The Ricardo effect in Europe (Germany fact of the day)

Six percent of the value of all mowers sold in Germany are now robotic, and the country’s automatic mower market is growing in “double digits,” according to research company GfK Retail and Technology GmbH…

The market for hands-free mowers, which expanded by more than 30 percent last year, offers a rare bright spot in Europe’s consumer climate. The European market may grow as much as 20 percent annually over the next five years, Olsson said. Most of the customers are in Sweden, Germany, France and Switzerland — countries that have so far proven resilient to the debt crisis.

Demand for the garden robots has “exploded the last couple of years,” said Mats Gustafsson, owner of Moheda Jarnhandels AB, a hardware store in the southern Swedish town of Moheda. Gustafsson said he’s sold almost 60 robomowers this year, compared with fewer than 10 five years ago.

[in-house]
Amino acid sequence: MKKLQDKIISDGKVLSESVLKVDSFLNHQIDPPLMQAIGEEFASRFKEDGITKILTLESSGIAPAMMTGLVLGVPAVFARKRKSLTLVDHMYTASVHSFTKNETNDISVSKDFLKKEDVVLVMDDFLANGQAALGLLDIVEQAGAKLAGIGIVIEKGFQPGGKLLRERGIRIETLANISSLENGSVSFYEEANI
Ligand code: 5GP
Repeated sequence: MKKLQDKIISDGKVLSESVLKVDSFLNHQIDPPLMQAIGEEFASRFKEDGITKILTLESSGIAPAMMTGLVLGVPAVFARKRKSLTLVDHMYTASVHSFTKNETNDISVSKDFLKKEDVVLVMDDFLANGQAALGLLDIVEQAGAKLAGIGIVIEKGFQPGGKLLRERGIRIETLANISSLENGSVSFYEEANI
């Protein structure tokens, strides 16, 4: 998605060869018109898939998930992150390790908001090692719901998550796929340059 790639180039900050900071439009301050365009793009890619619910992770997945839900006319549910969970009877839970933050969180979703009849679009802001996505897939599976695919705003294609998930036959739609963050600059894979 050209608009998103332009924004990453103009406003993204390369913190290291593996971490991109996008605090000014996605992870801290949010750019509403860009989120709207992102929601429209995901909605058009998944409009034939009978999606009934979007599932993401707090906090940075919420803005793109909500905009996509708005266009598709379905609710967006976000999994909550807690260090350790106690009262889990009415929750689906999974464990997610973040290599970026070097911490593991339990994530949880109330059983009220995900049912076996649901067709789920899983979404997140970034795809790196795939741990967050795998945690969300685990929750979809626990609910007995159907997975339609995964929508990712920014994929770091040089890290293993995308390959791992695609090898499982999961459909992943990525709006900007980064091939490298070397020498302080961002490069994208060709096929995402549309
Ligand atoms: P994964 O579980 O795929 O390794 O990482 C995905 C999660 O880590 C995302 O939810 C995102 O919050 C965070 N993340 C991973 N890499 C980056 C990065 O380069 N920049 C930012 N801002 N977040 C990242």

They cost about 1,700 euros, with falling prices, and they work like this:

The mowers use sensor technology to stay within a defined area of the yard, and are typically able to avoid obstacles such as trees and lawn furniture. Some of the mowers, including those made by Husqvarna, move around in random patterns, while others such as Bosch machines follow distinct lines.

For obvious reasons, this technology is less widespread in the United States.  By the way, for those of you who doubt whether machinery can exert a negative effect on wages, it is still worth reading David Ricardo’s chapter “On Machinery.”

The article is here, and hat tip goes to the excellent Daniel Lippman.


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